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Port Authority Reform: Dems Say, ‘Take It Slow,’ GOP Argues ‘Pick up the Pace’

Legislators must decide whether to craft a comprehensive bill or push ahead with something that will be agreeable to Christie and Cuomo

thomas wright
Thomas Wright, president of the Regional Plan Association, a nonprofit regional-planning agency

With two lengthy hearings on proposed Port Authority reforms now under their belts, New Jersey lawmakers find themselves facing a key question.

Should they take their time and craft a comprehensive reform bill that addresses everything from the Port Authority’s ethics rules to its operational procedures, while also beefing up legislative oversight?

Or should they move swiftly like their counterparts in New York and accept a less-rigorous measure that would still make many meaningful changes -- and also be acceptable to the governors in both New York and New Jersey?

Right now, that dilemma has divided lawmakers on the state Senate Legislative Oversight Committee. They’ve listened to hours of testimony from a diverse group of experts who’ve offered their critiques of the bistate agency that in recent years has hiked commuter tolls with little public input and spawned Bridgegate, the now infamous George Washington Bridge lane-closure scandal.

Democrats hold a majority on the panel, which held its latest hearing on the Port Authority in Trenton yesterday. They favor taking a more deliberate approach, while Republicans are calling for speedy action. More hearings are scheduled next month in Bergen and Hudson to ensure commuters have a chance to weigh in as well.

Yesterday’s hearing, meanwhile, also came as lawmakers from both parties did find common ground on one key issue involving the Port Authority: The planning -- and funding -- of a new Hudson River commuter tunnel that will take pressure off the existing 105-year-old tubes currently used by trains to travel between North Jersey and Manhattan.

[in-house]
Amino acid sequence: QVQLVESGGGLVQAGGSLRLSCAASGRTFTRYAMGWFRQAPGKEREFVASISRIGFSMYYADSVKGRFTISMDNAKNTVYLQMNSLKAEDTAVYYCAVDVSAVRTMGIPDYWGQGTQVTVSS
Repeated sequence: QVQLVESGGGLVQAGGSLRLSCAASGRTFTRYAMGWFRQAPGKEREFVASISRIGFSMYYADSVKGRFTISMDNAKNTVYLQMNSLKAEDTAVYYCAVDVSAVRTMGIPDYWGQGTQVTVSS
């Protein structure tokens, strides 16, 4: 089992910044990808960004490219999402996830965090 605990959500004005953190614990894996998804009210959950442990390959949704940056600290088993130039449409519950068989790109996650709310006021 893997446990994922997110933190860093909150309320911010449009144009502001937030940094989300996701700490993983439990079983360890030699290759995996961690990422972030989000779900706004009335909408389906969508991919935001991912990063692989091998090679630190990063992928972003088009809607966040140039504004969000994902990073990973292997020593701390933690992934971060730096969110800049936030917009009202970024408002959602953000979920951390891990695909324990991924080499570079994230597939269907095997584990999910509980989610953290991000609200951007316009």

The New Jersey Senate voted 38-0 yesterday in support of a bipartisan resolution that endorses an agreement hammered out between Gov. Chris Christie and Gov. Andrew Cuomo of New York earlier this month. It calls for a 50 percent funding commitment from the federal government for the Gateway project in exchange for a 50 percent commitment from New Jersey, New York, and the Port Authority.

And the hearing also came as the Port Authority met in New York, with commissioners reportedly discussing plans to build a brand new bus terminal in midtown Manhattan to replace an obsolete 1950s-era facility that’s long been the source of loud complaints from commuters. Though no final agreement was reached on a bus terminal, Democrats on the oversight panel said the discussions demonstrate that their advocacy for New Jersey commuters seeking a new tunnel and improved bus terminal have been effective.

That’s why, they argued, a bill that goes further than the one that swiftly cleared New York’s Legislature in June is needed to ensure strict legislative oversight is written into the law.

“The reform bill, I think the most important aspect of it that I think was missing from the New York bill, is the requirement that the Legislatures from both states have hearings, that the Port Authority be required to come before them,” said Senate Majority Leader Loretta Weinberg (D-Bergen).

Such an addition would keep pressure on the agency, both now and into the future to maintain its focus on key regional transportation priorities, she said.

“Writing it into the law is an extremely important step forward,” Weinberg said.